climate change

Analysis: The EU steams ahead with a bold new green vision


EU’s president-elect Ursula von der Leyen presents her vision to MEPs. Photo credit: European Parliament via Wikimedia CC BY 2.0.

By Anders Lorenzen

The European Commission (EC) has decided on their next president, Ursula von der Leyen who will take over from Jean-Claude Juncker president since 2014.

Von der Leyen will leave her position as Germany’s Minister of Defence to take up the most prestigious title in the EU, but she had been opposed by the ever-growing group of Greens in the European Parliament. They opposed her because they were not convinced that she would do enough to tackle climate change. But perhaps her pledge to give that issue priority will make them think again.

Tuesday last week she laid out her proposals and, perhaps due to pressure from the Greens but also maybe influenced by the shift in Europe to pass tougher and more ambitious climate policies, von der Leyen will aim for the EU to achieve net-zero emissions by 2050.

Phillip Lamberts from the European Greens explaining their opposition to von der Leyen: ‘‘our common house is burning, the climate is deteriorating, there are ever deeper inequalities and a backlash in fundamental freedoms and the rule of law.” He did, however, say that they would be willing to work with her. Due to their opposition towards her, the confirmation in the parliament was a narrow victory of just nine votes.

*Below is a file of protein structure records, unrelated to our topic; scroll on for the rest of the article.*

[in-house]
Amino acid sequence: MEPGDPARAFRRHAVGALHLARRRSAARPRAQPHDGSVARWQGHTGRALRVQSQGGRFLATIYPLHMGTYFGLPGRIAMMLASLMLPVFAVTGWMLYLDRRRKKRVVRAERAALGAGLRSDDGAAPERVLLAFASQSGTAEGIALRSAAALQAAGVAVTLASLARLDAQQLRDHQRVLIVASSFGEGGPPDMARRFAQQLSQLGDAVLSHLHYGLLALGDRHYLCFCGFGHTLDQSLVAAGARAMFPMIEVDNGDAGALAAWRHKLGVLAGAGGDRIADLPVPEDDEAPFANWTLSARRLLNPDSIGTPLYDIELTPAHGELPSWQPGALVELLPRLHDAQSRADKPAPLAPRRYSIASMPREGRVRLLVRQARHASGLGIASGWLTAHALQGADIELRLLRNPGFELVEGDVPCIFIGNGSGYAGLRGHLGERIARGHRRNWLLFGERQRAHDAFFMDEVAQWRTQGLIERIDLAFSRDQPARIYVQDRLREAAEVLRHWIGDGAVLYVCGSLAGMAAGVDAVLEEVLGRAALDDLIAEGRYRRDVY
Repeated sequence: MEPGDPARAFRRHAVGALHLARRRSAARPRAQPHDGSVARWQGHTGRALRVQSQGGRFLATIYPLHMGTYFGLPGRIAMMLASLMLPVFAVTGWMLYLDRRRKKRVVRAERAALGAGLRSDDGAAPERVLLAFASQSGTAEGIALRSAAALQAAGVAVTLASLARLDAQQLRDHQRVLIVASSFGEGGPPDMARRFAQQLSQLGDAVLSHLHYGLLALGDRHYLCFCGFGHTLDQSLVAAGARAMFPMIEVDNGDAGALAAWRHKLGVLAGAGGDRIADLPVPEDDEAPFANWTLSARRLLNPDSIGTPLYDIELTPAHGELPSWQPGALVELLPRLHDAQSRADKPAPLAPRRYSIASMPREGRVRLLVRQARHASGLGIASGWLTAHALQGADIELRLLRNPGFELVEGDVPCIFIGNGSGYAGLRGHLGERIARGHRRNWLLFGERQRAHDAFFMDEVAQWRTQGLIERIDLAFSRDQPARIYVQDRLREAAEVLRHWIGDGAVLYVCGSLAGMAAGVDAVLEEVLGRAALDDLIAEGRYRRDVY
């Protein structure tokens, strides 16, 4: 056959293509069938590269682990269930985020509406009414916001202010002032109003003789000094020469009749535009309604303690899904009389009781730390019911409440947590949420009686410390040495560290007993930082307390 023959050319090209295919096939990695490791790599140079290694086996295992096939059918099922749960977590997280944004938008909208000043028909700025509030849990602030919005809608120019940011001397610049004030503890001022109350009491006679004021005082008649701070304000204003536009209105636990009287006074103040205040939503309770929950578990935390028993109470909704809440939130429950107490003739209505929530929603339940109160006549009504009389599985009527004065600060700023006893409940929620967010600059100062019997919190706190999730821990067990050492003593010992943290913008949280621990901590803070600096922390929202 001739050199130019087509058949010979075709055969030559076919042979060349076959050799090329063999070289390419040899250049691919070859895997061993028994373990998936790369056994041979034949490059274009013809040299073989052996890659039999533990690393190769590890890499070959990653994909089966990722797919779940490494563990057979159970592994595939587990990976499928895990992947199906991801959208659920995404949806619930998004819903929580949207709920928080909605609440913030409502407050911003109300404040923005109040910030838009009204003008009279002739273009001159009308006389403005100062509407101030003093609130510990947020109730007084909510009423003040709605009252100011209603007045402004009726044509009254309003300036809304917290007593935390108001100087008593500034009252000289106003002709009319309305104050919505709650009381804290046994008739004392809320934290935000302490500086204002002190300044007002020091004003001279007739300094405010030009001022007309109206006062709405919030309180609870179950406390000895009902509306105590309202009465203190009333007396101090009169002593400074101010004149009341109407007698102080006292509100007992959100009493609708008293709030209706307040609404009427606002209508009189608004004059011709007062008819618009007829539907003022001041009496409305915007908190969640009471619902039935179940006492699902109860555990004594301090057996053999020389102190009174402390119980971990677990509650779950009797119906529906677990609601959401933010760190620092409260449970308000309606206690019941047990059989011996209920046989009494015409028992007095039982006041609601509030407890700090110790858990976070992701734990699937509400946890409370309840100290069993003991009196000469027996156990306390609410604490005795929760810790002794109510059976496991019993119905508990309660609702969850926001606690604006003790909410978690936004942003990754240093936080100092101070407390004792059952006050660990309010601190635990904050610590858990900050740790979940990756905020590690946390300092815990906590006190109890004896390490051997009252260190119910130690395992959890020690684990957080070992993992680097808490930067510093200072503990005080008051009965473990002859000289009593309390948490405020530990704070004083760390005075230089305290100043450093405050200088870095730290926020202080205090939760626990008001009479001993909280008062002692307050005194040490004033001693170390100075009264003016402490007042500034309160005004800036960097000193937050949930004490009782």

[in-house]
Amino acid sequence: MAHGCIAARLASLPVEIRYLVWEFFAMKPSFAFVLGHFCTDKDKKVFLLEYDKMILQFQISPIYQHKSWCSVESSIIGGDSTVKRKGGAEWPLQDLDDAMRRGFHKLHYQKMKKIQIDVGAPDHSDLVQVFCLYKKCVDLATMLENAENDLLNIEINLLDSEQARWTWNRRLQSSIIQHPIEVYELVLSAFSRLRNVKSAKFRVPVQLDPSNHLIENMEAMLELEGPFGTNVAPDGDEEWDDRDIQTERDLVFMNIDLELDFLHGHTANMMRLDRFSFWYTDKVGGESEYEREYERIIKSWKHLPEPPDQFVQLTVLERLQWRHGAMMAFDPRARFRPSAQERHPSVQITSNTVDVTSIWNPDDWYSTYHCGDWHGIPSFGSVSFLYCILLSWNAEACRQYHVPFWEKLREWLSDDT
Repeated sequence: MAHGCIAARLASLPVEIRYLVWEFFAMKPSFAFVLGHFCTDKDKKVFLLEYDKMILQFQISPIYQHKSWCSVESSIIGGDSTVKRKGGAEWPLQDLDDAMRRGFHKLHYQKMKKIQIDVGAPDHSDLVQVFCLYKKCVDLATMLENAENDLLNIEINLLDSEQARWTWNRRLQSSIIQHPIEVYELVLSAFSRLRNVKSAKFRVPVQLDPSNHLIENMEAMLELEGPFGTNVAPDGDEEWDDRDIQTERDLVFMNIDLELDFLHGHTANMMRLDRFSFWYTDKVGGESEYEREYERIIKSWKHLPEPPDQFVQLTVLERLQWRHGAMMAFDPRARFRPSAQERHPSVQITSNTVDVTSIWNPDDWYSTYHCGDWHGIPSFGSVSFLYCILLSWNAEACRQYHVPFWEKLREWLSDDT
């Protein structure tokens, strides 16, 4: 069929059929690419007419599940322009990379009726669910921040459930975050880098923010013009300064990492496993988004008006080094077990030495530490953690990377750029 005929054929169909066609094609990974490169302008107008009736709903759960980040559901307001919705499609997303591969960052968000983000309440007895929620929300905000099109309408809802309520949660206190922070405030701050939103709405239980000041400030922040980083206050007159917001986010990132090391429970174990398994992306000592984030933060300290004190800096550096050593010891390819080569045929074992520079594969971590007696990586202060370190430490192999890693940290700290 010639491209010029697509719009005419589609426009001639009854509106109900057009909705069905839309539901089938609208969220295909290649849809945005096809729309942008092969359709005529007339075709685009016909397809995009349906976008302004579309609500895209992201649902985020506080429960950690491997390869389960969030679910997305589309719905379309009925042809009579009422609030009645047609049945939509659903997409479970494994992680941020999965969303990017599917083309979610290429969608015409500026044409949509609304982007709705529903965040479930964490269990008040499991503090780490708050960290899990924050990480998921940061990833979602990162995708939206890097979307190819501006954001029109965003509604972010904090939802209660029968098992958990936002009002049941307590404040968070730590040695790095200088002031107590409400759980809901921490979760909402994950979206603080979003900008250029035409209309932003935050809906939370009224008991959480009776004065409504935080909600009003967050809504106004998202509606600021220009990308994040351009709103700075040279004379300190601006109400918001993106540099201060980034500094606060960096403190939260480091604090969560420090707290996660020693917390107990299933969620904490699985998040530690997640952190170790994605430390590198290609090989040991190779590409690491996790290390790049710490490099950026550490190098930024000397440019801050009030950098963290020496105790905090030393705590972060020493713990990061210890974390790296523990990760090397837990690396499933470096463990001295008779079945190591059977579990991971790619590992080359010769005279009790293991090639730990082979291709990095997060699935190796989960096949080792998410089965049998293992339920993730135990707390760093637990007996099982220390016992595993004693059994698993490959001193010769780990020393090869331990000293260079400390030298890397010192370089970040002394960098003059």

She has laid out bold emission targets wanting to reduce the 2030 emission target of 40% from 1990 levels to around 50-55%. And perhaps mirrored by a popular proposal of the same name in the US, she will within her first 100 days in office submit a ‘Green Deal for Europe’ as well as a ‘European Climate Law’. She also announced plans for sustainable European investment (through the partial conversion of EIB funds into a “climate bank”) to provide €1 trillion in investments within a decade.

And in a crucial pledge which could prove controversial, she would be open to introducing an import levy on countries that continue to pollute, although she gave no indication of which countries might qualify or the maximum level of pollution the EU would be willing to tolerate. France and its allies have been pushing for a carbon border tax for more than a decade, but the idea has never won the unanimous backing from national governments that would be needed for it to become law.

Von der Leyen also said that everyone must contribute to fighting climate change. This will include the aviation and maritime industries, “emissions must have a price that changes our behaviour,” she said. In the first instance, the maritime industry would be included in the EU’s emissions trading scheme the ETS and airlines would have various free allowances removed. Because of the removal of free allowances in recent years, the price of a tonne of carbon has this year reached an all-time high getting closer to the levels experts have said is needed to tackle climate change. Earlier this year an influential investor predicted that the price would continue to rise and as a result, we would see a collapse of Europe’s coal industry.

Von der Leyen is a former doctor, the mother of seven children, and the first woman ever to lead the European Commission. Under her leadership, more than ever before, the stage looks set for a commission more ambitious about tackling climate change.


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